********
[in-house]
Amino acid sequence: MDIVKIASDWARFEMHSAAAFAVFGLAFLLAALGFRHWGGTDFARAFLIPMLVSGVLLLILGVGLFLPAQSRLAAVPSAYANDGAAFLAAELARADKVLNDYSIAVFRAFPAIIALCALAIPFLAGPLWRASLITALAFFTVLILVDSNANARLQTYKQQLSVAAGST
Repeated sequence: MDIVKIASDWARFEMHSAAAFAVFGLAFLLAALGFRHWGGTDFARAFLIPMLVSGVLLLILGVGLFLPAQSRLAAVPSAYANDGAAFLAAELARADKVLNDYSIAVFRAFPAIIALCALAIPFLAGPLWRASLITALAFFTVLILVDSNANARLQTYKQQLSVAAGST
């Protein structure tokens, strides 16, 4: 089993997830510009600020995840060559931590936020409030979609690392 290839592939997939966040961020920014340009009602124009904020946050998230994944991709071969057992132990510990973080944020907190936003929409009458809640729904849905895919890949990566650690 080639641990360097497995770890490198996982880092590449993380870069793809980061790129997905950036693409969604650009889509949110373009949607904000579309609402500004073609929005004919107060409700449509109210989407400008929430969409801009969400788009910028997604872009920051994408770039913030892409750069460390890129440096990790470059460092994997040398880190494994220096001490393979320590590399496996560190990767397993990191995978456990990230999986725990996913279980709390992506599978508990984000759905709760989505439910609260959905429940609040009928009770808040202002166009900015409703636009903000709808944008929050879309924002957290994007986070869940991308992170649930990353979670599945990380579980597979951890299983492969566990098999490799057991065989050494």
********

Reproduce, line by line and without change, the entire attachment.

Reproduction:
[in-house]
Amino acid sequence: MDIVKIASDWARFEMHSAAAFAVFGLAFLLAALGFRHWGGTDFARAFLIPMLVSGVLLLILGVGLFLPAQSRLAAVPSAYANDGAAFLAAELARADKVLNDYSIAVFRAFPAIIALCALAIPFLAGPLWRASLITALAFFTVLILVDSNANARLQTYKQQLSVAAGST
Repeated sequence: MDIVKIASDWARFEMHSAAAFAVFGLAFLLAALGFRHWGGTDFARAFLIPMLVSGVLLLILGVGLFLPAQSRLAAVPSAYANDGAAFLAAELARADKVLNDYSIAVFRAFPAIIALCALAIPFLAGPLWRASLITALAFFTVLILVDSNANARLQTYKQQLSVAAGST
């Protein structure tokens, strides 16, 4: 089993997830510009600020995840060559931590936020409030979609690392 290839592939997939966040961020920014340009009602124009904020946050998230994944991709071969057992132990510990973080944020907190936003929409009458809640729904849905895919890949990566650690 080639641990360097497995770890490198996982880092590449993380870069793809980061790129997905950036693409969604650009889509949110373009949607904000579309609402500004073609929005004919107060409700449509109210989407400008929430969409801009969400788009910028997604872009920051994408770039913030892409750069460390890129440096990790470059460092994997040398880190494994220096001490393979320590590399496996560190990767397993990191995978456990990230999986725990996913279980709390992506599978508990984000759905709760989505439910609260959905429940609040009928009770808040202002166009900015409703636009903000709808944008929050879309924002957290994007986070869940991308992170649930990353979670599945990380579980597979951890299983492969566990098999490799057991065989050494």